Editor's Notebook: What good is technology?
What good is technology?
While the advances in technology may be astounding as we can read about in John Edgar Park's "Low-Cost Solutions, High-End Results" and offering new opportunities to the masses as we can see by Mark Winstanley's "Making It To The Web," Richard Taylor is dead on when he says, "Special effects are no value in themselves or by themselves." Sure, animation geeks like us will go to movies just for the effects and ogle at them with glee, but we know when the package they are wrapped in is terrible. And so does the general movie going public. Technology is great, and technology will get us those eye-popping effects better, faster and stronger, but they are of no use unless properly utilized to tell a story or impart the desired emotion.
Effects studios need the staff that knows every plug-in and every version of the available tools out there. They are the unsung heroes who provide the correct tools to the artists. The artists in turn must use these tools to make us feel the story, another tremendous task: getting the timing just so...making the character perform what becomes a classic gesture. It is amazing to me the melding of left-brain and right-brain people that go into each and every project. Somewhere in the middle ground lies a wonderful turf, where the "tech heads" have empowered the artists by providing them with the correct tools that will enhance, and not encumber, their work. As effects tools (software and hardware) become more and more complex, varied and specific, the more important those in the know are. Bruce Manning clearly states in "The Technology Circle" that all tools are in possible need on a project...not just the latest and the best. While every software version might not be selling across the board anymore, effects studios need to know about the tools that are available in order to stay on top in a wildly competitive arena.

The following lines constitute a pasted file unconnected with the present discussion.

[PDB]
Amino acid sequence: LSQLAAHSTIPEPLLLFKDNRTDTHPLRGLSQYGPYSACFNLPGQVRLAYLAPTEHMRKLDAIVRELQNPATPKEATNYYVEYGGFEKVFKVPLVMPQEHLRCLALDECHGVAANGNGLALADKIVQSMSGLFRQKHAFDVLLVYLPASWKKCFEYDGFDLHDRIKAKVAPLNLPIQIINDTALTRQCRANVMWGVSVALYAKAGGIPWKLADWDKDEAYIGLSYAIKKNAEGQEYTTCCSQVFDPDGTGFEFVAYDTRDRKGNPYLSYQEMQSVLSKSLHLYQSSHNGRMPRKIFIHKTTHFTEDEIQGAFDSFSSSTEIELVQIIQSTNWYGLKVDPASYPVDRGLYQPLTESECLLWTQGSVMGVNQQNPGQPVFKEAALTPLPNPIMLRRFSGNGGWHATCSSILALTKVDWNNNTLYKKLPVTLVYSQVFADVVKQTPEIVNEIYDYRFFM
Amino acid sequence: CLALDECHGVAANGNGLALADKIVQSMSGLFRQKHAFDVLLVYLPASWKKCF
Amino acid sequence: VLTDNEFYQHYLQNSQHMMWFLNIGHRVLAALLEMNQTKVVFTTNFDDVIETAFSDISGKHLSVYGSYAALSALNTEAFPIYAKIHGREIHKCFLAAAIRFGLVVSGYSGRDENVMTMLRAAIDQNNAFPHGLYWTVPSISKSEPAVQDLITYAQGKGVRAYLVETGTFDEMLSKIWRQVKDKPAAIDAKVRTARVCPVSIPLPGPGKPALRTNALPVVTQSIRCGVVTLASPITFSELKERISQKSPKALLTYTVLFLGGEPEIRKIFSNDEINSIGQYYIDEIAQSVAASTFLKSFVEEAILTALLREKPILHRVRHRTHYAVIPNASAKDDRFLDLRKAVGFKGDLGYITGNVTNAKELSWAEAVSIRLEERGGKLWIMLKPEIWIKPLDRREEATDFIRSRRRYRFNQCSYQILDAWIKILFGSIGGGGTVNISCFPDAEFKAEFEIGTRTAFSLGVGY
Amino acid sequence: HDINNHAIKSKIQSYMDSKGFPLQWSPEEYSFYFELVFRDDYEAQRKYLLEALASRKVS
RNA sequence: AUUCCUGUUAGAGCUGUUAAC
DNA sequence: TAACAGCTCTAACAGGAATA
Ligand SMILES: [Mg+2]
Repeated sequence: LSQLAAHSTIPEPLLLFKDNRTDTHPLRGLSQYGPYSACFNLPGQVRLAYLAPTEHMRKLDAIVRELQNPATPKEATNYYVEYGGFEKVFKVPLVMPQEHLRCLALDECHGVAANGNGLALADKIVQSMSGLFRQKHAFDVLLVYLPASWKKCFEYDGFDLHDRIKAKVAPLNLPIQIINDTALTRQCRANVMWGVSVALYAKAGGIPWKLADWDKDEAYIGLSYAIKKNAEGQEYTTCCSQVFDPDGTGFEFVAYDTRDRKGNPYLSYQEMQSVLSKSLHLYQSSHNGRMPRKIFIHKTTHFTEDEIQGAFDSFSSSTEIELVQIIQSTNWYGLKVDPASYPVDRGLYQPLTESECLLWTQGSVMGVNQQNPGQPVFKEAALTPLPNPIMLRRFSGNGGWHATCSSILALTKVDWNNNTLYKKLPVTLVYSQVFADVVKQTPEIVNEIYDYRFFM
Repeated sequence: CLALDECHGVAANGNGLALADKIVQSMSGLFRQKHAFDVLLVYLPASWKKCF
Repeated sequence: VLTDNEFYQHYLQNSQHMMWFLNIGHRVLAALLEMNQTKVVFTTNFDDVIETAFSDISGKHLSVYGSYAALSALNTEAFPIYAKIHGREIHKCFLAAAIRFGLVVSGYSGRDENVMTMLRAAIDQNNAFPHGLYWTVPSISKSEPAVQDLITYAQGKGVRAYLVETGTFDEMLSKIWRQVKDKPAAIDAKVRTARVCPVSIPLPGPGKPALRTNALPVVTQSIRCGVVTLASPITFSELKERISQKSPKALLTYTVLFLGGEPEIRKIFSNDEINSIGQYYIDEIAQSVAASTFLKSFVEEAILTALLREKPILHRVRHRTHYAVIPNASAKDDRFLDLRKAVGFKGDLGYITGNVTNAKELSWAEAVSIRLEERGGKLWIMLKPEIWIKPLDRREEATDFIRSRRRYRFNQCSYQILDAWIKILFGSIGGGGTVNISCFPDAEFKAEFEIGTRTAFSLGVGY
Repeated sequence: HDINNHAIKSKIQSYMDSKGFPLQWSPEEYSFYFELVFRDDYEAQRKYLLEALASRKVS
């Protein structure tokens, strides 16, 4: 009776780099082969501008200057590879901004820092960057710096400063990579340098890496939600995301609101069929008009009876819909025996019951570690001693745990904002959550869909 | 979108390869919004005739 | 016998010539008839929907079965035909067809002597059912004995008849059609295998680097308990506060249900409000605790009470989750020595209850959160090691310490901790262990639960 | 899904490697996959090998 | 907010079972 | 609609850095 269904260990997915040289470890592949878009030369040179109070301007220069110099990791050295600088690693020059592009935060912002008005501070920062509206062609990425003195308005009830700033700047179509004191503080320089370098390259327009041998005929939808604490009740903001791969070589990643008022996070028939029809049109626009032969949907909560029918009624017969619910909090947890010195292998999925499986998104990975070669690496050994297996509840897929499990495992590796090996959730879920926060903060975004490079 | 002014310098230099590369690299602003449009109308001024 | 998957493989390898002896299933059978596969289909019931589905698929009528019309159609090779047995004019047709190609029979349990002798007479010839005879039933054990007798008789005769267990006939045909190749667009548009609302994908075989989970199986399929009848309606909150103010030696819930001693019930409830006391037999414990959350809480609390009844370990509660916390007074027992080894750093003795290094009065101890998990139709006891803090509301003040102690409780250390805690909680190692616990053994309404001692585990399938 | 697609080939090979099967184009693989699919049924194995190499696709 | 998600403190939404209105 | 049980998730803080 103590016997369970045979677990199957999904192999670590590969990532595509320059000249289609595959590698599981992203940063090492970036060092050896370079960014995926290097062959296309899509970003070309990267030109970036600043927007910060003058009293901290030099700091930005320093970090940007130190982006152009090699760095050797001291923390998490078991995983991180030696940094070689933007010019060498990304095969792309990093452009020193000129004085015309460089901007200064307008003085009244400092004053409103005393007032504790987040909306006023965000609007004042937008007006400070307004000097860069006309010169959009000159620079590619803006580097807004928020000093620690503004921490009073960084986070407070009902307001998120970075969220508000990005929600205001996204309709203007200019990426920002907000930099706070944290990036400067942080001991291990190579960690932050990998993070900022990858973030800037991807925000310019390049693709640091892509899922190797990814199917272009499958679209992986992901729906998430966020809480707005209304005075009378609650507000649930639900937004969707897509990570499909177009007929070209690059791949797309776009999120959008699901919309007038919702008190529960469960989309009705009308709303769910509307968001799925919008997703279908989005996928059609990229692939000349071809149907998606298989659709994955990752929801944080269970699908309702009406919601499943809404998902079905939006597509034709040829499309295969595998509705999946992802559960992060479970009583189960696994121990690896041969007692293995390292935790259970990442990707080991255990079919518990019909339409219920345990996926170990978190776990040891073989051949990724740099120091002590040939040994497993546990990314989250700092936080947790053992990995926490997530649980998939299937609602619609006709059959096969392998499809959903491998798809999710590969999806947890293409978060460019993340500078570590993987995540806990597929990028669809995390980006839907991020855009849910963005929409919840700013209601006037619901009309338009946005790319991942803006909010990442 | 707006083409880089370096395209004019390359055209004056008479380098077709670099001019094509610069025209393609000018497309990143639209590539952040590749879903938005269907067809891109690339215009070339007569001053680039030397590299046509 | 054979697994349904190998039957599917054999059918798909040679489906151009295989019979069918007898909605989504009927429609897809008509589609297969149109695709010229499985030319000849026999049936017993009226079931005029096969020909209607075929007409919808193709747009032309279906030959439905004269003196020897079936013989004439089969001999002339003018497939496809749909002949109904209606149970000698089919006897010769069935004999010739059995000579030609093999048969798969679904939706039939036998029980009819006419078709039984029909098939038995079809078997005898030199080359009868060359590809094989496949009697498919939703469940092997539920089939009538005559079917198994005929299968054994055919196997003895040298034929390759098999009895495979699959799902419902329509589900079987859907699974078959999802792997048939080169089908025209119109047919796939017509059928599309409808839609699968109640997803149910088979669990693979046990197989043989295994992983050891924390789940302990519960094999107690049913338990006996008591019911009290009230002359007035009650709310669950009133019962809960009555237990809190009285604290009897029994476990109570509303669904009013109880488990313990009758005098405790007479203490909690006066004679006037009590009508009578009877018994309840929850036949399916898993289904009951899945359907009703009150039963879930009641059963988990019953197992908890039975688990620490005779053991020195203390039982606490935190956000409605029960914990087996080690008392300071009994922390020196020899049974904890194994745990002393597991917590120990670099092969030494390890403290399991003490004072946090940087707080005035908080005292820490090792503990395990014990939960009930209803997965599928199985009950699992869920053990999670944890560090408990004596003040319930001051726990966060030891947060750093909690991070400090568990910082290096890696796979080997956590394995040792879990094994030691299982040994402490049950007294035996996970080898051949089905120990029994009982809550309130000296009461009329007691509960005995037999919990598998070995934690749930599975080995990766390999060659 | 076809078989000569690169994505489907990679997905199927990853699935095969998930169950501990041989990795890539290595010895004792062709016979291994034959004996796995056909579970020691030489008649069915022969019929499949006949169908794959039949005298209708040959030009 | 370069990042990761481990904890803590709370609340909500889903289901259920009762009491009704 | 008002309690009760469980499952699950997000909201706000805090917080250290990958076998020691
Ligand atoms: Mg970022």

And then there are those that do it all. Those that are not only artists but also highly, highly knowledgeable of what tools are at their disposal and how to eke the most out of them. This is a new breed, a new multi-media breed, that is only going to become more, and more, apparent -- and not only in the commercial realm. Chris Lanier and Andy Murdock are two such artists with this approach. Chris' description of Andy's latest work, which he saw at Sundance, is amazing!
Across this issue from article to article came this idea of using many tools to create one final product. Jacquie Kubin's discussion of the recent Toy Fair states that properties with many approaches to the consumer are the winners. In this new digital world, the same models can be used for the video game, television series, packaging and then put onto the Web through clever interfaces and applications.
In this new world, we must all, especially the artist, be savvy. Case in point, Jean Detheux, an artist who had to switch from using organic materials to the computer quite suddenly due to an allergy. Rather than being afraid of this medium, intimidated, he has grasped it wholeheartedly as a new opportunity to speak in his unique voice. In fact, in "Standing at the Crossroads," he asks many pertinent questions not just to the inhabitants of la Réunion, but to us all. Regardless of which tools, what technology, comes our way, we must always strive to master it, in order to use it to speak, not only to the project, but about ourselves.
Until Next Time,
What good is technology?